- A vacation schedule that allows the child to have extended time with each parent during school breaks and the parents' personal vacation times. Provisions can be included to define the conditions of vacation time, such as the amount of advanced notice required, in lieu of an actual set schedule, as personal vacation time is not always predictable.
- If supervised visitation is required, a schedule for supervised visitation time needs to be included, as well as the place of supervision and the name or names of the supervising adults.
The court considers the best interests of the child to be paramount when deciding on child custody issues, and your child visitation schedule should be written in accordance to the best interests of your child, as well.
If the court determines any portion of a parenting plan or child visitation schedule is not in the child's best interests, the court may reject any portion of the proposed agreements.
In New Hampshire, the court considers a variety of factors when determining the best interests of the child, (RSA 461-A:6), including, but not limited to:
- The wishes of the child
- The proposed parenting arrangements submitted by the parents
- The relationships the child has with each parent, any siblings, and any other important people in the child's life
- What effect changing the dynamic of these relationships by relocating the child would have on the child
- The mental, physical, and emotional health and well-being of the parents and child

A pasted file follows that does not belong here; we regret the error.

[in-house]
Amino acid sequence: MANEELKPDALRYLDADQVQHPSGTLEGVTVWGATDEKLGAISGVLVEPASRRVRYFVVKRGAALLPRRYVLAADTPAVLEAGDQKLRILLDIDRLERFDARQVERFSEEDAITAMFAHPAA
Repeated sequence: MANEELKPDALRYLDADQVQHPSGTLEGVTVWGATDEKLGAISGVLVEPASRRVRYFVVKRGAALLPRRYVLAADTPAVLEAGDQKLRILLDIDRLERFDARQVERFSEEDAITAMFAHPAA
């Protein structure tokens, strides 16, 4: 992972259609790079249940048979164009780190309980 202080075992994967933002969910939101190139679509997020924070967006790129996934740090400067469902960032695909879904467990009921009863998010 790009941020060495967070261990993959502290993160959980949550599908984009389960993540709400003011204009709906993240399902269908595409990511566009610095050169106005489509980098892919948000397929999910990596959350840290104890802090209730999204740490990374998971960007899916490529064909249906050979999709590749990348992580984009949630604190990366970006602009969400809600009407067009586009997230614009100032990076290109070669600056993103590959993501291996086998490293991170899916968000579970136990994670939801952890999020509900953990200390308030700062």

- Any special needs the child may have
- The fitness and capacity of each parent to raise the child in a manner that provides the child with basic needs, such as adequate clothing and shelter
- The capability of each parent to raise the child with morals, values, and proper guidance
- The ability and likeness of each parent to communication and cooperate with the other parent on matters regarding the child
- The willingness and desire of each parent to help foster a nurturing, loving, significant relationship between the child and other parent
- Whether or not any circumstances that may prove to be detrimental to the child have occurred, or may continue to occur, such as any kind of abuse or violence
The court shall consider any other additional factors deemed relevant to the child's best interests.
When parents separate and families restructure, it is difficult on everyone, but it is often most difficult on the child or children of the relationship. This is why you should make every effort to work with the other parent to create a schedule that benefits your child.
Really pondering the needs of your child allows you to make a schedule where your child is able to adjust and thrive in the new family situation.
Focusing on the best interest of the child also makes it easier to work with the other parent, because even if you agree on nothing else, you can agree that you both want what is best for your child.
If you do this, then the court will see the benefit your schedule has to the child and will adopt it.
If you are unable to reach an agreement with the other parent, the court will make those decisions for you.
The top ten cities in New Hampshire (by population, US Census Bureau, 2008) are: Manchester, Nashua, Concord, Rochester, Dover, Derry, Keene, Portsmouth, Laconia, Claremont.